If you're concerned about the environmental aspect, there is no reason why your plastic bottles can't be reused three or four times. The liter bottles that sparkling water is packaged in work the best. Rinsing with a little warm, soapy water before bottling is all that you need. If you really want to be certain that the bottles are clean, there are several bacterial disinfectants that can be purchased from homebrewing shops made specifically for this purpose. Because of the acidity and small amount of alcohol, a properly fermented kombucha is unlikely to suffer any spoilage no matter how sloppy you are when bottling. Use your best judgment.

Even though I bottle in plastic, I still drink from a glass.

Monday, February 15, 2010

Tips for Making Quality Kombucha Tea

1. Use a fine grade tea: Though I only have anecdotal evidence to support this, using a good, loose-leaf tea has worked amazingly well. Bagged tea always seems to take longer to ferment. Does this mean there are more nutrients in a quality loose-leaf? Perhaps. I like oolong best. The flavor is milder than black tea and it makes for a lighter, better looking product.

2. Be consistent: Though the type of tea might change, I use the same formula for every batch. Each three liter batch will yield about two liters of kombucha for drinking. At bottling time I will remove the mother and her baby and three cups of kombucha tea that will be used to acidify the new batch. What's left is the yeast residue and a bit of kombucha which is consumed while preparing the new batch. The fermenting container is cleaned and three cups of tea are brewed. While still hot, the tea is poured over one cup of sugar and swirled in the fermenting container until the sugar is dissolved. I then add eight cups of cold water, the reserved three cups of kombucha, and whichever SCOBY looks the best.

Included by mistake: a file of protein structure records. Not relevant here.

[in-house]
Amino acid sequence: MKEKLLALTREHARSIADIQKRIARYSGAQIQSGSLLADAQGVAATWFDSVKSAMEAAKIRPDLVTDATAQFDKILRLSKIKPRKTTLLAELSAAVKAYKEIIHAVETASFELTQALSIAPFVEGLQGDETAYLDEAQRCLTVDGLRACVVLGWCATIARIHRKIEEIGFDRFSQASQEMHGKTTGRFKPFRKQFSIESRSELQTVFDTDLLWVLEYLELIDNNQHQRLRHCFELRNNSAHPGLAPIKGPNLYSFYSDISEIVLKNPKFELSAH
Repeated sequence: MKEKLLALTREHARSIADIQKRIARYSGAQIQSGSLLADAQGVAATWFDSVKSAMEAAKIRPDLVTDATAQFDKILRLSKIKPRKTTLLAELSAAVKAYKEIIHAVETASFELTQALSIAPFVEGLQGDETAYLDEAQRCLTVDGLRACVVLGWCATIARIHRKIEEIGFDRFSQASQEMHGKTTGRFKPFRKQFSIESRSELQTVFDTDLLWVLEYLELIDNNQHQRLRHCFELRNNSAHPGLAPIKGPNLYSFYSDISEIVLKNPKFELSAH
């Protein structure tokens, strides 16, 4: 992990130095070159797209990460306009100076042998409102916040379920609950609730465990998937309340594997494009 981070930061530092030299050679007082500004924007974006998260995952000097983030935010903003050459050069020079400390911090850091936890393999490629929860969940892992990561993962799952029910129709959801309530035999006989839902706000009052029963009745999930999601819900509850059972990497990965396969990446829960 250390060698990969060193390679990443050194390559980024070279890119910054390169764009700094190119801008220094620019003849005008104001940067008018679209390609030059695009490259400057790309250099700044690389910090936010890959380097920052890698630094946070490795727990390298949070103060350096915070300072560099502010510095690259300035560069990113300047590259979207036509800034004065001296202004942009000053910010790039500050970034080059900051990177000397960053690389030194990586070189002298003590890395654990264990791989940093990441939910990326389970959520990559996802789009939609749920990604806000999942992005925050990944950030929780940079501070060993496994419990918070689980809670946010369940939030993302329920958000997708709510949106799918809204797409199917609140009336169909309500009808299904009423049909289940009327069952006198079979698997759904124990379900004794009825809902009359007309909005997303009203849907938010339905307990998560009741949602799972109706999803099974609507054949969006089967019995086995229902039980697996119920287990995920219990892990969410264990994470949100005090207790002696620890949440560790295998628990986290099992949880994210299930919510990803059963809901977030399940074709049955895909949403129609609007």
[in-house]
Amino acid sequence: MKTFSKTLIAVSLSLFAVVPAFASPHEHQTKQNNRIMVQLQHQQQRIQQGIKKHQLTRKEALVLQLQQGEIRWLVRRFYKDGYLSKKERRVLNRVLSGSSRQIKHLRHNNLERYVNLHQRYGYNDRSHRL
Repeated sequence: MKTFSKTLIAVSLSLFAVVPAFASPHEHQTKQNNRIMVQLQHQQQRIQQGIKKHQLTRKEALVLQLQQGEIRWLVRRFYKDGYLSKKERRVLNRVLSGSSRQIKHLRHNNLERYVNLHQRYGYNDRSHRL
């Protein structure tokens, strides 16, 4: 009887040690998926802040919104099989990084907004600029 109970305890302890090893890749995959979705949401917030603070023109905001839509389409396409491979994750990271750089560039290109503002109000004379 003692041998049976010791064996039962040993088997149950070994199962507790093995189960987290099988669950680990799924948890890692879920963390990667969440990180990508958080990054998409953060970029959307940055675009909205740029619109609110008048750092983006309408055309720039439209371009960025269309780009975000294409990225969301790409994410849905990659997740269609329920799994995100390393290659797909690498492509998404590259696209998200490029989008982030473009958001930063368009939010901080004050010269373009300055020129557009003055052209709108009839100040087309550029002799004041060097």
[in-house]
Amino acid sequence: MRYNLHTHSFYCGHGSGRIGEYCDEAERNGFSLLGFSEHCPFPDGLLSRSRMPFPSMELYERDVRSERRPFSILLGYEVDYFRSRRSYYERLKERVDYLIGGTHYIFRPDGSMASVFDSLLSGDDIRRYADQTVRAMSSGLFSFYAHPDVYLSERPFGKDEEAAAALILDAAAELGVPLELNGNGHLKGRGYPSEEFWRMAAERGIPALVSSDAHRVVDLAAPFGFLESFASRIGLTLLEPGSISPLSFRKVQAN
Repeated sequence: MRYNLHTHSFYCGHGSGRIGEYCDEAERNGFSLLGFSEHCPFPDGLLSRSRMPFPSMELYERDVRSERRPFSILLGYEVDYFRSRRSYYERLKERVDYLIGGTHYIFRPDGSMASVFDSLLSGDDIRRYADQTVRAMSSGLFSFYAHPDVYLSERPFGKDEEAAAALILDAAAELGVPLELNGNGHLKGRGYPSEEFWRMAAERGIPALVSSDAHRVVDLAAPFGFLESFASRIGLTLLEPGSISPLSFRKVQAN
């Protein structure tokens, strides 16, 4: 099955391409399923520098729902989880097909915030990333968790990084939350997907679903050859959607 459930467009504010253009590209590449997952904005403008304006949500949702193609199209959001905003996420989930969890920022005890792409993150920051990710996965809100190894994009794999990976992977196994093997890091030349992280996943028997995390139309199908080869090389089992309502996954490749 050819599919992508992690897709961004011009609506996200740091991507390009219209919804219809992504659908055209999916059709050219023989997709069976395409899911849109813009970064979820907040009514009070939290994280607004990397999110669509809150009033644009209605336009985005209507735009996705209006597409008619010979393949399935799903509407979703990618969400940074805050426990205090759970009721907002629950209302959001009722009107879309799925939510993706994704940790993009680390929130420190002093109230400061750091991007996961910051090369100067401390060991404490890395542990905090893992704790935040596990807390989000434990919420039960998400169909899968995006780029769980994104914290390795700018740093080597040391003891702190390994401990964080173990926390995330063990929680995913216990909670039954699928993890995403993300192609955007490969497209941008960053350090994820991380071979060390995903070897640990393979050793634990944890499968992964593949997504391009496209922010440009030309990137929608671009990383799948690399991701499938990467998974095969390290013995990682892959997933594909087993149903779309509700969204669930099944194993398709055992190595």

3. Be patient: Though the kombucha can be ready to drink after seven days, I like to let it develop over two to three weeks. Keep tasting until it reaches a level of acidity that you’re comfortable with. There should be a mild vinegar taste but not an overpowering one. The longer your SCOBY stays in the jar, the thicker and healthier it will be. Find the balance.

4. Don't be cheap with your flavoring: Experimenting with several fruit juices I have found the best combination to create flavor and carbonation is ½ cup of 100% tart cherry juice and ¼ cup of ginger juice per liter. The ginger juice I use is locally produced but the main sweetening component is pineapple juice. Substituting ¼ cup of straight pineapple juice for the ginger should create a good level of carbonation after only two to three days in the bottle at room temperature (though without the pleasant, spicy zing of ginger). Do not use artificially flavored drinks sweetened with corn syrup. Why go to all this effort making your own natural kombucha tea to spoil it with industrial sugar water?

5. Use plastic bottles: Never bottle your kombucha in glass. Not only do you risk exploding bottles there is no way of telling how much carbonation your kombucha has. When bottling in plastic you merely need to leave the bottles at room temperature until the plastic doesn't give when touched and then place it in the refrigerator. If your kombucha loses carbonation after a few days in the fridge, simply take it out until it carbonates again.

A kombucha baby SCOBY with personality?